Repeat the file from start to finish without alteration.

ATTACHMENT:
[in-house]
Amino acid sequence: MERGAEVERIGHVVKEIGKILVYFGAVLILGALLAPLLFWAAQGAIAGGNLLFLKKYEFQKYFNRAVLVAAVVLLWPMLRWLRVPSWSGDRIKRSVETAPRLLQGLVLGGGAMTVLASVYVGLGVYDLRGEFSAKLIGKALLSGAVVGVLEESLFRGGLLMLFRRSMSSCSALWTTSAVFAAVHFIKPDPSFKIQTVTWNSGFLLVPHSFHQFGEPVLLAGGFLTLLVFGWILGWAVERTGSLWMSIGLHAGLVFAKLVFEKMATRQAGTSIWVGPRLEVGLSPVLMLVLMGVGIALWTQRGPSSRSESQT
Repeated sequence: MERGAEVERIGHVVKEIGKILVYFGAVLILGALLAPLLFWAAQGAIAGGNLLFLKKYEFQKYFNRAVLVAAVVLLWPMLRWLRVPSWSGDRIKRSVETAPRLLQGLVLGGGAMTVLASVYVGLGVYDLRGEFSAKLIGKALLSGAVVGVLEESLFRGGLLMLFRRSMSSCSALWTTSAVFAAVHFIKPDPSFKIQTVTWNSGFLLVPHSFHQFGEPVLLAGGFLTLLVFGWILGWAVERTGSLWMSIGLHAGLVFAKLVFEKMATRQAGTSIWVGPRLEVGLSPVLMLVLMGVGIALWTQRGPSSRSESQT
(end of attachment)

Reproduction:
[in-house]
Amino acid sequence: MERGAEVERIGHVVKEIGKILVYFGAVLILGALLAPLLFWAAQGAIAGGNLLFLKKYEFQKYFNRAVLVAAVVLLWPMLRWLRVPSWSGDRIKRSVETAPRLLQGLVLGGGAMTVLASVYVGLGVYDLRGEFSAKLIGKALLSGAVVGVLEESLFRGGLLMLFRRSMSSCSALWTTSAVFAAVHFIKPDPSFKIQTVTWNSGFLLVPHSFHQFGEPVLLAGGFLTLLVFGWILGWAVERTGSLWMSIGLHAGLVFAKLVFEKMATRQAGTSIWVGPRLEVGLSPVLMLVLMGVGIALWTQRGPSSRSESQT
Repeated sequence: MERGAEVERIGHVVKEIGKILVYFGAVLILGALLAPLLFWAAQGAIAGGNLLFLKKYEFQKYFNRAVLVAAVVLLWPMLRWLRVPSWSGDRIKRSVETAPRLLQGLVLGGGAMTVLASVYVGLGVYDLRGEFSAKLIGKALLSGAVVGVLEESLFRGGLLMLFRRSMSSCSALWTTSAVFAAVHFIKPDPSFKIQTVTWNSGFLLVPHSFHQFGEPVLLAGGFLTLLVFGWILGWAVERTGSLWMSIGLHAGLVFAKLVFEKMATRQAGTSIWVGPRLEVGLSPVLMLVLMGVGIALWTQRGPSSRSESQT